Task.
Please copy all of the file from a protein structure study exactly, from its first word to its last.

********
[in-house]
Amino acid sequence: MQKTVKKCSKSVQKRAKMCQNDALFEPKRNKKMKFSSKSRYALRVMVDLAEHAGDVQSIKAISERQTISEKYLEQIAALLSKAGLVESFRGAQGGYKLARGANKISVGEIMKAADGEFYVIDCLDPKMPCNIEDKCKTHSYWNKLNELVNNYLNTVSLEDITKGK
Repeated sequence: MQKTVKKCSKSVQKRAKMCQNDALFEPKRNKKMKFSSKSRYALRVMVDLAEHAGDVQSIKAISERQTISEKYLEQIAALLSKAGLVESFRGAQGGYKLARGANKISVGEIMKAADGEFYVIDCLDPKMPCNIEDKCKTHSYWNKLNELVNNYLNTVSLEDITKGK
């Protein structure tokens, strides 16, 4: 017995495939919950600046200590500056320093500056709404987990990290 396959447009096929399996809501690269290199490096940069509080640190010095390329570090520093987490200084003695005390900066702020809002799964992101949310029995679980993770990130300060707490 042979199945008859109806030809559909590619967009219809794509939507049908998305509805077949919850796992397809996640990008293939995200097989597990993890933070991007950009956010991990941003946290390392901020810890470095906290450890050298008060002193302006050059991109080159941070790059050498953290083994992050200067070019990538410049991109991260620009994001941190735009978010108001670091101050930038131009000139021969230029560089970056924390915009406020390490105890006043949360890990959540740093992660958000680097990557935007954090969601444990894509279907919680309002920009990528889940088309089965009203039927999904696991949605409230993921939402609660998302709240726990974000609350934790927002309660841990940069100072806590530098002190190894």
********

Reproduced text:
[in-house]
Amino acid sequence: MQKTVKKCSKSVQKRAKMCQNDALFEPKRNKKMKFSSKSRYALRVMVDLAEHAGDVQSIKAISERQTISEKYLEQIAALLSKAGLVESFRGAQGGYKLARGANKISVGEIMKAADGEFYVIDCLDPKMPCNIEDKCKTHSYWNKLNELVNNYLNTVSLEDITKGK
Repeated sequence: MQKTVKKCSKSVQKRAKMCQNDALFEPKRNKKMKFSSKSRYALRVMVDLAEHAGDVQSIKAISERQTISEKYLEQIAALLSKAGLVESFRGAQGGYKLARGANKISVGEIMKAADGEFYVIDCLDPKMPCNIEDKCKTHSYWNKLNELVNNYLNTVSLEDITKGK
């Protein structure tokens, strides 16, 4: 017995495939919950600046200590500056320093500056709404987990990290 396959447009096929399996809501690269290199490096940069509080640190010095390329570090520093987490200084003695005390900066702020809002799964992101949310029995679980993770990130300060707490 042979199945008859109806030809559909590619967009219809794509939507049908998305509805077949919850796992397809996640990008293939995200097989597990993890933070991007950009956010991990941003946290390392901020810890470095906290450890050298008060002193302006050059991109080159941070790059050498953290083994992050200067070019990538410049991109991260620009994001941190735009978010108001670091101050930038131009000139021969230029560089970056924390915009406020390490105890006043949360890990959540740093992660958000680097990557935007954090969601444990894509279907919680309002920009990528889940088309089965009203039927999904696991949605409230993921939402609660998302709240726990974000609350934790927002309660841990940069100072806590530098002190190894």